The motion displacement of each oscillator is measured by a noncontact magnetostrictive displacement sensor (Miran, model MTM3, China); this is more suitable to a shock environment (200 g). Its maximum measurement error is ±0.05% Fs, and an effective measurement range is 0∼80 mm, which meets the requirements of the test. The main body of the displacement sensor is fixed behind each oscillator and is parallel to each guide shaft. The matching magnetic sensing block is fixed onto the each circular guide plate. When the underwater explosion shock occurs, the magnetic sensing block reciprocates in the vertical direction with the block of mass. Thereby, the relative displacement can be measured.
Because each suboscillator system can be considered a single-degree-of-freedom system, the displacement measured by each oscillator represents the shock displacement response at the corresponding frequency. The photograph of the low-frequency oscillator group can be seen in Figure 3.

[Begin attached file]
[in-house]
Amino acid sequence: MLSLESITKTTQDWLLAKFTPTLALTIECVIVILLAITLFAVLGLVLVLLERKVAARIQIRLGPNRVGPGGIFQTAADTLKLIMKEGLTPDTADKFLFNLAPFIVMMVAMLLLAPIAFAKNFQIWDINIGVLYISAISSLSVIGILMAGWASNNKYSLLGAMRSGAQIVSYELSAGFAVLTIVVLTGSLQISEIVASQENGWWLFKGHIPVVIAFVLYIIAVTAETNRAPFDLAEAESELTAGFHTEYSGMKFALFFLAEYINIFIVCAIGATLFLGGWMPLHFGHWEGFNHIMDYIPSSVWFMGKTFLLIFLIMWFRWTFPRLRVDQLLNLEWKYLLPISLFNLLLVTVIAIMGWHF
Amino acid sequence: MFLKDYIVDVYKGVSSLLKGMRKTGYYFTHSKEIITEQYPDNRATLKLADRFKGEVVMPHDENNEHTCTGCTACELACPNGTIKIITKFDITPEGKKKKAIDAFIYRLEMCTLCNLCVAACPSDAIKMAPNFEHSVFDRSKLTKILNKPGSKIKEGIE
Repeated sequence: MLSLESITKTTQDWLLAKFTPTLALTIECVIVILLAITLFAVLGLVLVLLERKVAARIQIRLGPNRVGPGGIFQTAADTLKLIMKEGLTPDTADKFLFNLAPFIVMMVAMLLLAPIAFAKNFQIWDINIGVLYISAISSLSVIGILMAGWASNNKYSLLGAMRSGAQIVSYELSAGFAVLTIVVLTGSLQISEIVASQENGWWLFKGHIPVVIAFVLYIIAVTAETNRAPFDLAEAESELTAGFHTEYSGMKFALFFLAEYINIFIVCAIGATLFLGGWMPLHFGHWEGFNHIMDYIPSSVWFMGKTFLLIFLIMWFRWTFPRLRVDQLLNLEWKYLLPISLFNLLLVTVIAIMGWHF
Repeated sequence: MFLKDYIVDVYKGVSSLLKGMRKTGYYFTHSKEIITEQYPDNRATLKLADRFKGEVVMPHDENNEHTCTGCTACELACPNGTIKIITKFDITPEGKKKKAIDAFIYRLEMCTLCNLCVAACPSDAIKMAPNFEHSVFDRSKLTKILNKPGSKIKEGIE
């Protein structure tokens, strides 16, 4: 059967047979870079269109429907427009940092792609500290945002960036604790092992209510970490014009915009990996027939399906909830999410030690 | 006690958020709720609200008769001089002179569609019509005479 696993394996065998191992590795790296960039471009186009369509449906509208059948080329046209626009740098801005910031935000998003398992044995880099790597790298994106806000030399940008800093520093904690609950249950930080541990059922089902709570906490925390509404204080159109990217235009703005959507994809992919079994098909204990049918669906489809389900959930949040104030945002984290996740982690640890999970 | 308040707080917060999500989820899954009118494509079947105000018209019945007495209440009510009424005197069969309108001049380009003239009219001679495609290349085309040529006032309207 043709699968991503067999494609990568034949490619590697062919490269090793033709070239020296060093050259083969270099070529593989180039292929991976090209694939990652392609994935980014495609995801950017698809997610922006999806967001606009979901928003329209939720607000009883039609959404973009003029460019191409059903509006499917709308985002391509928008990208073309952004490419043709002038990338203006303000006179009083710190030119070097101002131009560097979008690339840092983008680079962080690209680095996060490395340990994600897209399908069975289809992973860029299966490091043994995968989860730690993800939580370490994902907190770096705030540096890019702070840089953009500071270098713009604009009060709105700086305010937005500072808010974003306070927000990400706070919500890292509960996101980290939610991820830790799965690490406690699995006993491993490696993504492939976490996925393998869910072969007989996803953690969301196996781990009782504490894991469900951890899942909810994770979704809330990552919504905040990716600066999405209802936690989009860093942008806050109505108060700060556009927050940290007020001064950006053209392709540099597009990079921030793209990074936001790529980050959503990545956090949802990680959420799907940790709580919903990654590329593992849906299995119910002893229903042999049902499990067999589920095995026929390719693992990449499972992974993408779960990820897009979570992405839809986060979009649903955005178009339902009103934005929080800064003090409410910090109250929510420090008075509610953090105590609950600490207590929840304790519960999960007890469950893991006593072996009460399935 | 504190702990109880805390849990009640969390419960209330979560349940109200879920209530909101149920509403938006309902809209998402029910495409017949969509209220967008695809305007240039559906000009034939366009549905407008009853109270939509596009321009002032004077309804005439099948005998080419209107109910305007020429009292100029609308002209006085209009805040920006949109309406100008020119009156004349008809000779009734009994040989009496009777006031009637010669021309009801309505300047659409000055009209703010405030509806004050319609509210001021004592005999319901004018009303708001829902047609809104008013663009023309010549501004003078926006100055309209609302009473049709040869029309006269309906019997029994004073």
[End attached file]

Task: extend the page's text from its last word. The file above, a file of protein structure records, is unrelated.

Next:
3.3. Fitting of the Equal Displacement Line
According to the measured displacement data D of low-frequency oscillators with different frequencies, the pseudovelocity PV can be calculated by the following equation:
The results of maximum displacements and pseudovelocities at different frequencies and test conditions are listed in Table 2. In this paper, we only analyse the vertical data.
As we can see from Table 2, each test condition exhibits similar displacement characteristics in the low-frequency band. The displacement terms are 10 mm, 22 mm, and 33 mm. The maximum deviation in each test condition is 1.6 mm, 3.5 mm, and 2.7 mm, which indicates that the measured displacement data exhibit high consistency.